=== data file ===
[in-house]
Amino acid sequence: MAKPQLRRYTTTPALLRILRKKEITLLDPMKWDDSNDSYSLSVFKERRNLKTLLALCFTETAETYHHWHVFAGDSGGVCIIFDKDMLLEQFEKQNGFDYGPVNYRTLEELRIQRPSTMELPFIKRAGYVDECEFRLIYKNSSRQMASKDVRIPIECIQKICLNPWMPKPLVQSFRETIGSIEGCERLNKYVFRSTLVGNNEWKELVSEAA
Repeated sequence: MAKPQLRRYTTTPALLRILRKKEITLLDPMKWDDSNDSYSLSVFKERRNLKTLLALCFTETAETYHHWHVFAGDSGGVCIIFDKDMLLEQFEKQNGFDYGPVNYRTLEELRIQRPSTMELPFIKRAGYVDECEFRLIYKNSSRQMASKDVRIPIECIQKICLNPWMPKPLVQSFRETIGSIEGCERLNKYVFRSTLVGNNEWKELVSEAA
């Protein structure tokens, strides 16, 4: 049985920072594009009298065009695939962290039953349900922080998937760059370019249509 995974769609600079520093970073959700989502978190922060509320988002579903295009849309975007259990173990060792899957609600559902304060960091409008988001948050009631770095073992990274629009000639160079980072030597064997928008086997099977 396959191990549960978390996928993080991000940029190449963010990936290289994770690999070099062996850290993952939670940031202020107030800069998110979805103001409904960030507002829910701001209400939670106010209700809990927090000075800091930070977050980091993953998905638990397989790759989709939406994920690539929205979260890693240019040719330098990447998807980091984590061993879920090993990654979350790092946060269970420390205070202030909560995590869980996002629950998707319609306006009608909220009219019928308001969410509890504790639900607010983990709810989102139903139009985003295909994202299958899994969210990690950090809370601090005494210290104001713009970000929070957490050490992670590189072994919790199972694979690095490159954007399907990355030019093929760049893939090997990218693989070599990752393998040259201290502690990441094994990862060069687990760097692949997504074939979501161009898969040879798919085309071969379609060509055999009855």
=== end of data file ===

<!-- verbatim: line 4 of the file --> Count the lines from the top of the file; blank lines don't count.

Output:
């Protein structure tokens, strides 16, 4: 049985920072594009009298065009695939962290039953349900922080998937760059370019249509 995974769609600079520093970073959700989502978190922060509320988002579903295009849309975007259990173990060792899957609600559902304060960091409008988001948050009631770095073992990274629009000639160079980072030597064997928008086997099977 396959191990549960978390996928993080991000940029190449963010990936290289994770690999070099062996850290993952939670940031202020107030800069998110979805103001409904960030507002829910701001209400939670106010209700809990927090000075800091930070977050980091993953998905638990397989790759989709939406994920690539929205979260890693240019040719330098990447998807980091984590061993879920090993990654979350790092946060269970420390205070202030909560995590869980996002629950998707319609306006009608909220009219019928308001969410509890504790639900607010983990709810989102139903139009985003295909994202299958899994969210990690950090809370601090005494210290104001713009970000929070957490050490992670590189072994919790199972694979690095490159954007399907990355030019093929760049893939090997990218693989070599990752393998040259201290502690990441094994990862060069687990760097692949997504074939979501161009898969040879798919085309071969379609060509055999009855």